Dr William Marston back in the 1920s wrote a book called Emotions of Normal People. He was fascinated at how people behave differently, and in particular how the Greeks 2,000 years ago went about classifying behaviour. If you were a direct, confident, strong-willed person, you were called ‘choleric’, whereas if you were someone that’s more laid-back and ‘She’ll be right mate’ you were seen as more ‘phlegmatic’.


In the 1960s Dr John Geier, developed the ‘DISC profile’ based on Dr Marston’s principles. Since then over 50 million people globally have used DISC to help them understand why people do what they do. We will be exploring this tool during my session at Mainstream Conference.


3. Do you understand the real difference between management and leadership?

You manage ‘things’ but you lead ‘people’. Both are important – a job or project has to be done, but people need to be engaged in the process.


How well do you engage others?


As mentioned earlier management is more about logic, where as leadership is more about emotions. In your past have you worked in what you considered was a good job but with a poor leader? Their technical skills and process was excellent but people skills lacking. I’m sure this environment didn’t get the best out of you.


4. Do you understand why being trustworthy does not always build trust?

Do understand that people build trust differently? What are your strengths and weaknesses in building trust?

Many people in senior management roles assume their role makes them a leader.


Leadership has nothing to do with your management title, the size of your office or even your MBA.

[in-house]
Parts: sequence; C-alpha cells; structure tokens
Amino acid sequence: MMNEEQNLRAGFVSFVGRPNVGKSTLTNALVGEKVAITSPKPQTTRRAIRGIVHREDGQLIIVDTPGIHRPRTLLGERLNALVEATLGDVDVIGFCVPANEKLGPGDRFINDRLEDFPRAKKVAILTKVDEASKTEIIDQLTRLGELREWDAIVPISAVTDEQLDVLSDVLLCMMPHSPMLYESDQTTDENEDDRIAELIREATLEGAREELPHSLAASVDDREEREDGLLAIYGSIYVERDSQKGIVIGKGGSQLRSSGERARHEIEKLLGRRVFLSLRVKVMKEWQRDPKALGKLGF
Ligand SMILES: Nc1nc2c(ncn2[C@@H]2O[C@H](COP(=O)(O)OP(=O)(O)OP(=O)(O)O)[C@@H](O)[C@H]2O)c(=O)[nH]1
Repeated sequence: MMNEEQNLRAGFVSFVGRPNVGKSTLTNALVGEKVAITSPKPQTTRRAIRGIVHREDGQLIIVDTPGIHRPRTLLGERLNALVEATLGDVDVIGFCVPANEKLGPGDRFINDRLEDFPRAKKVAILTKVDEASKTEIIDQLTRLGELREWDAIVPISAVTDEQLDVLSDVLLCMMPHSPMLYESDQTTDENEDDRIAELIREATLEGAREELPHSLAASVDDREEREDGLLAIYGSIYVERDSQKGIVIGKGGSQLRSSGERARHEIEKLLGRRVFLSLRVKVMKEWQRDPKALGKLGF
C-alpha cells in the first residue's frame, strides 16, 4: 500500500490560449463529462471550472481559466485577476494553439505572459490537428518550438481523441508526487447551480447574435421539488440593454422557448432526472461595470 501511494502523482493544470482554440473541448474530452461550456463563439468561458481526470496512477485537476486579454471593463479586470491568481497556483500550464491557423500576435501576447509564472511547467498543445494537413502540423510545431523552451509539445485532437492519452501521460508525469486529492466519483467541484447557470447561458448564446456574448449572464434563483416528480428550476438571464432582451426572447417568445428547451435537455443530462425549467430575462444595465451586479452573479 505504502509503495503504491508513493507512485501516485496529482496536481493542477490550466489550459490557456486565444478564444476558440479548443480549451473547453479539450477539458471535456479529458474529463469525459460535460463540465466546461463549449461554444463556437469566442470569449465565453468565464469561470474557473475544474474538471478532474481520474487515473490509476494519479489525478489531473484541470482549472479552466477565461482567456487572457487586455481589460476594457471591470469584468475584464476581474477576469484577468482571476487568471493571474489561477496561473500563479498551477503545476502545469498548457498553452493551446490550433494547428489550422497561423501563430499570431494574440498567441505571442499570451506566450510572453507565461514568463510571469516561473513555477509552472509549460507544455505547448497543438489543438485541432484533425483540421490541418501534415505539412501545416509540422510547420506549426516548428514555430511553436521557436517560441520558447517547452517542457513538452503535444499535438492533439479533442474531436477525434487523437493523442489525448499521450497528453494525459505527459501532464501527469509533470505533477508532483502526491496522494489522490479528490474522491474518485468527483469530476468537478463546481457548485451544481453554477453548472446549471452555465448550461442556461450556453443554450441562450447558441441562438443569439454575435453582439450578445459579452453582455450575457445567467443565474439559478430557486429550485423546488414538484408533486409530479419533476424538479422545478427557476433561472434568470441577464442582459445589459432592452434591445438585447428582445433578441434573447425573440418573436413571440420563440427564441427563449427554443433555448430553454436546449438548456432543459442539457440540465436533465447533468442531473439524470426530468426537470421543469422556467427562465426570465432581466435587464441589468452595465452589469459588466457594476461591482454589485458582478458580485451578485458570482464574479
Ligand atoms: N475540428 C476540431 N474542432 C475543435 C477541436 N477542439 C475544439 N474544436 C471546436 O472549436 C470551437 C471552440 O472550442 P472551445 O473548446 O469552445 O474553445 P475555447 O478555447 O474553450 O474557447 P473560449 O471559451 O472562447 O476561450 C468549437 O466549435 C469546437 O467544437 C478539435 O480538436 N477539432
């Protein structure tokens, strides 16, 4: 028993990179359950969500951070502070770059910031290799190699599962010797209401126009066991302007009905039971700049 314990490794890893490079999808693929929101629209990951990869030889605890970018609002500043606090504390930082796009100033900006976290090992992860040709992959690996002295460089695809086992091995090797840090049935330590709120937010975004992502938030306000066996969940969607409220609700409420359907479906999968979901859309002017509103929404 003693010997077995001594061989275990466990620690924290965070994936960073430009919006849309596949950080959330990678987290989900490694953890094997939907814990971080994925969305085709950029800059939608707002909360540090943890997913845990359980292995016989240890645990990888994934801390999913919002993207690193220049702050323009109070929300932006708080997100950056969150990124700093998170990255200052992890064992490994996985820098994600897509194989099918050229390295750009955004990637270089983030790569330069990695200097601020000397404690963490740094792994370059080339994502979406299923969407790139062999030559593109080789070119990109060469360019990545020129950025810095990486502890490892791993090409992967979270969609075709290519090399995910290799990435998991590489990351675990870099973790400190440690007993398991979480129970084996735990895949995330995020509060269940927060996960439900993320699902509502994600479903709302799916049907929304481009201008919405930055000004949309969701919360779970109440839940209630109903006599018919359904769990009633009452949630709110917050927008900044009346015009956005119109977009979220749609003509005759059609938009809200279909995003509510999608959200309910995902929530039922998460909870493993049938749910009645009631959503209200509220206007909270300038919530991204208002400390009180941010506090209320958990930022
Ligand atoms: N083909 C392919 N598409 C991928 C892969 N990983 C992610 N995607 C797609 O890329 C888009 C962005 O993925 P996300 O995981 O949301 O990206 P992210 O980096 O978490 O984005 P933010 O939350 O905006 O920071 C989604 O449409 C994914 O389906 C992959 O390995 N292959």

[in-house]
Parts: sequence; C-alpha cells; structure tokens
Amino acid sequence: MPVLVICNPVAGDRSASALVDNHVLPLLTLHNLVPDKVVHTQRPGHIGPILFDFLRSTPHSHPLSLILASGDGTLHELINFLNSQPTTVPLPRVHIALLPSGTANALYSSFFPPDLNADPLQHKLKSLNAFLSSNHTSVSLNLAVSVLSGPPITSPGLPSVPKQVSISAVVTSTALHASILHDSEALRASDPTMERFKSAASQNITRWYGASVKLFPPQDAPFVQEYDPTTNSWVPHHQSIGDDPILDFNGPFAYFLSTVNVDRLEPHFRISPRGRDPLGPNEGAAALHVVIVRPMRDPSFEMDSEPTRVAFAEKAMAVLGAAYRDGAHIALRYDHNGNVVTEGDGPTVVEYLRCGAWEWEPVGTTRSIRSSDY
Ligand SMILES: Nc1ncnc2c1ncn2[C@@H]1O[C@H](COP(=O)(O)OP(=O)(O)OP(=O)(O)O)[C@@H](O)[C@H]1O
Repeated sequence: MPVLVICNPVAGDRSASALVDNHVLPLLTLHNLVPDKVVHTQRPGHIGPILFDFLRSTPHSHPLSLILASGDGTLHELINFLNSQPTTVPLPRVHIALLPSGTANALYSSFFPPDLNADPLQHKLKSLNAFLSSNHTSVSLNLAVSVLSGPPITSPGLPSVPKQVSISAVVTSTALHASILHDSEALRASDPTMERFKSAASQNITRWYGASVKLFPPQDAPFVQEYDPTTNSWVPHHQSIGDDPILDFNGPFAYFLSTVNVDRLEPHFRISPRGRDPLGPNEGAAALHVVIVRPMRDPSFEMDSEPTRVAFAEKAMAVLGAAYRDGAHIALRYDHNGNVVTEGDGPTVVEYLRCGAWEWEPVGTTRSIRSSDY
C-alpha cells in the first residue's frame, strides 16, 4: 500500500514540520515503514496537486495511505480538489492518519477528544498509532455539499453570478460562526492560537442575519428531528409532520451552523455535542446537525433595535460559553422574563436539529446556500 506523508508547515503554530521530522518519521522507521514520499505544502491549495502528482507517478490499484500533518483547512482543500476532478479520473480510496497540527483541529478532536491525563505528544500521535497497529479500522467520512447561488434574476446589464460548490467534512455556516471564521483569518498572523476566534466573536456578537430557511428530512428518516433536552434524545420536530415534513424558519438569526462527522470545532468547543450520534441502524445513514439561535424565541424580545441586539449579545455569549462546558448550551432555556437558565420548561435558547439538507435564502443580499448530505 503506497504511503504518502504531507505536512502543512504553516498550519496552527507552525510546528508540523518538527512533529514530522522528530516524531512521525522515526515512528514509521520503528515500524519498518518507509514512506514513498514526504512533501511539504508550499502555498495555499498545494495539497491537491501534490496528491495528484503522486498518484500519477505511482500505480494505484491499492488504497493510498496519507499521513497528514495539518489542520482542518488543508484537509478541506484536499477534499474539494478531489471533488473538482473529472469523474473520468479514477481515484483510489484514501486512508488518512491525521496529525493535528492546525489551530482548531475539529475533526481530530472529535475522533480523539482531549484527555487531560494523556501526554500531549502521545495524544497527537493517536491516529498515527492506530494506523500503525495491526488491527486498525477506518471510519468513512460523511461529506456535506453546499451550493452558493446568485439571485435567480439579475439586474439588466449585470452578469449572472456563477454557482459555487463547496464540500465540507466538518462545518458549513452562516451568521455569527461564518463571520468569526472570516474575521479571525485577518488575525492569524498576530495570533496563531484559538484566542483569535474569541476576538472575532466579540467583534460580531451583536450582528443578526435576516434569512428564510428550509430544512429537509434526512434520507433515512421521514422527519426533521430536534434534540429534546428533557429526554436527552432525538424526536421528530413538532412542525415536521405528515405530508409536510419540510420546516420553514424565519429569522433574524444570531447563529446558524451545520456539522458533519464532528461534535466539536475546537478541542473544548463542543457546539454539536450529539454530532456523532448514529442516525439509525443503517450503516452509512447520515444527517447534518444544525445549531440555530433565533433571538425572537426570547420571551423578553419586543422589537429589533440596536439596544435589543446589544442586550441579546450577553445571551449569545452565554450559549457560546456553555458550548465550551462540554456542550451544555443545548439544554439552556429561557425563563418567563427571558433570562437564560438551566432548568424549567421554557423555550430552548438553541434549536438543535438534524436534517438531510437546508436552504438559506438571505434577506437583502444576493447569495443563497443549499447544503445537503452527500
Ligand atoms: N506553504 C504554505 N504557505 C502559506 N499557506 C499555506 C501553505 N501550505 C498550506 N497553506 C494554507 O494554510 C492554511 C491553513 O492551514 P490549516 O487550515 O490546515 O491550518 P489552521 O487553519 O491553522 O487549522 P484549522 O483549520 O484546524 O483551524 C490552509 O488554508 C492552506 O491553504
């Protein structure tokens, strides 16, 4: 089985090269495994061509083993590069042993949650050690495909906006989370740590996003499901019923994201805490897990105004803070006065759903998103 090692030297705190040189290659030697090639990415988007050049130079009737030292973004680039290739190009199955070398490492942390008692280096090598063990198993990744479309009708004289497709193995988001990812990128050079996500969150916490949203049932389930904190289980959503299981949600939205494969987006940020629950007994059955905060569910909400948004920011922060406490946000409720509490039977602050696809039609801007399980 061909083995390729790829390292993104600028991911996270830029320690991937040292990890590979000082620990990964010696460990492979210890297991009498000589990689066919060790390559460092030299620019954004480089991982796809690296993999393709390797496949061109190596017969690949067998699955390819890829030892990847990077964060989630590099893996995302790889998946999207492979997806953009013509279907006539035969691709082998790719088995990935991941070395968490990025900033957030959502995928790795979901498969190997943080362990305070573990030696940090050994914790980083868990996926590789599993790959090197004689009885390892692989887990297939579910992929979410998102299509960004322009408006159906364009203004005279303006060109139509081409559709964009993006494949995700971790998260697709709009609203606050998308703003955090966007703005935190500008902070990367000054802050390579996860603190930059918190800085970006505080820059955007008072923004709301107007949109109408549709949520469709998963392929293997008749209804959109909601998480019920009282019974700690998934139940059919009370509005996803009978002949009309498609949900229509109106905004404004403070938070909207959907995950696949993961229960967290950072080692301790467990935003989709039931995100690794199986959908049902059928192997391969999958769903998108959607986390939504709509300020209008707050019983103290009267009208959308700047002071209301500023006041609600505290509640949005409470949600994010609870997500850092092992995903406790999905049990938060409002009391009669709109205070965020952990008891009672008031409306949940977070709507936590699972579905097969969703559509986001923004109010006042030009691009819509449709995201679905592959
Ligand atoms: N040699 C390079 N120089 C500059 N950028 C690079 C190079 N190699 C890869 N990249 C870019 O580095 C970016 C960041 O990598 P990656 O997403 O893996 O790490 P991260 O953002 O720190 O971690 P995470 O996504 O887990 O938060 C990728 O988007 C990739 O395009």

IQ does not correlate with emotional intelligence (EQ).  Leadership is an EQ skill and it should be seen as a ‘special gift’ from your ‘followers’ based on trust and respect, not position power or formal appointments.

You may believe that you are ‘trustworthy’, but why is it that some may NOT trust you?


To simplify ‘How to build trust’ we will be working through a powerful model – ‘The 4 Elements of Trust’. T


his provides a logical system in understanding how best to build trust with others. Elements include; straightforwardness, openness, reliability and acceptance. We all have a preference for certain elements.


Ask yourself these simple 4 questions above. Quality leaders continually do this. They are prepared to learn, be more open to change and be able to build a climate of trust and respect with their teams. Their leadership harnesses the best from their teams and stakeholders.


Isn’t that what we all want?

 

===

You can hear more from Wayne Dyson at Mainstream Conference in March 2017 (in Melbourne and Perth). Join him for a 2 hour interactive workshop ““Engineering is Logical, People Are Illogical” – People Skills for Engineering Managers” to discover a logical, practical, easy to use system to understand yourself and others you work with. 


Christmas Message 2016: Reflect, Reset & Reconnect


OK we all love Santa. But really it’s what comes with Santa we like. We end one year and start another – there’s a clear start and clear finish. A new year provides the clean fresh palate to paint a new or better image for you, your business, your relationships.


Thinking about the above make sure you have that ‘shower moment’; that time of reflection – what do I really want to make work in 2017? Remember to Chinese proverb “The journey of a 1000 miles, begins with one step”. 


Commit to doing just one thing differently in 2017. It might make a 1% difference or 100%.


Enjoy Christmas with family & friends – see you in 2017!



Wayne
PS: I recorded a special Christmas message for you and it may include some singing with the loyal Mentone Iceberger family!